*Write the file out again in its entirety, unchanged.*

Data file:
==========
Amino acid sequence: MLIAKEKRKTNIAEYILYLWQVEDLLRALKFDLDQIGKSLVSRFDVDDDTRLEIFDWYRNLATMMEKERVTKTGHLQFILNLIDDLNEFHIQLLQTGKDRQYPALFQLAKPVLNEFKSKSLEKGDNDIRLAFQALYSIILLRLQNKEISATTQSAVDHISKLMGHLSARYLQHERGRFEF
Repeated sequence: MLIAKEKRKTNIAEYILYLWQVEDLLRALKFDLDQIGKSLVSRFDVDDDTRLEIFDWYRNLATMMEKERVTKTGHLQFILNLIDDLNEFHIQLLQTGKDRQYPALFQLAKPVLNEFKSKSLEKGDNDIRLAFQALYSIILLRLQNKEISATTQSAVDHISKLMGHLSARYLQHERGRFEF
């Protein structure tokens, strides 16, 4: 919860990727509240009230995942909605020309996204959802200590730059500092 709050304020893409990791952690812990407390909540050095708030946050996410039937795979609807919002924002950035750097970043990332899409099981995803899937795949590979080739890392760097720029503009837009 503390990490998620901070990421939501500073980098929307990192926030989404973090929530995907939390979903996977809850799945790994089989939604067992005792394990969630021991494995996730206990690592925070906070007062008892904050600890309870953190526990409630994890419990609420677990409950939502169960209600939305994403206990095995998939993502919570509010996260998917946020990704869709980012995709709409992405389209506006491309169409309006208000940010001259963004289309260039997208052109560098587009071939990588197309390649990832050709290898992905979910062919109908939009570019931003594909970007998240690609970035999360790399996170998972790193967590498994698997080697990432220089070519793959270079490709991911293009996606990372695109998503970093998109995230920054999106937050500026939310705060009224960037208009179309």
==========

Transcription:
Amino acid sequence: MLIAKEKRKTNIAEYILYLWQVEDLLRALKFDLDQIGKSLVSRFDVDDDTRLEIFDWYRNLATMMEKERVTKTGHLQFILNLIDDLNEFHIQLLQTGKDRQYPALFQLAKPVLNEFKSKSLEKGDNDIRLAFQALYSIILLRLQNKEISATTQSAVDHISKLMGHLSARYLQHERGRFEF
Repeated sequence: MLIAKEKRKTNIAEYILYLWQVEDLLRALKFDLDQIGKSLVSRFDVDDDTRLEIFDWYRNLATMMEKERVTKTGHLQFILNLIDDLNEFHIQLLQTGKDRQYPALFQLAKPVLNEFKSKSLEKGDNDIRLAFQALYSIILLRLQNKEISATTQSAVDHISKLMGHLSARYLQHERGRFEF
């Protein structure tokens, strides 16, 4: 919860990727509240009230995942909605020309996204959802200590730059500092 709050304020893409990791952690812990407390909540050095708030946050996410039937795979609807919002924002950035750097970043990332899409099981995803899937795949590979080739890392760097720029503009837009 503390990490998620901070990421939501500073980098929307990192926030989404973090929530995907939390979903996977809850799945790994089989939604067992005792394990969630021991494995996730206990690592925070906070007062008892904050600890309870953190526990409630994890419990609420677990409950939502169960209600939305994403206990095995998939993502919570509010996260998917946020990704869709980012995709709409992405389209506006491309169409309006208000940010001259963004289309260039997208052109560098587009071939990588197309390649990832050709290898992905979910062919109908939009570019931003594909970007998240690609970035999360790399996170998972790193967590498994698997080697990432220089070519793959270079490709991911293009996606990372695109998503970093998109995230920054999106937050500026939310705060009224960037208009179309």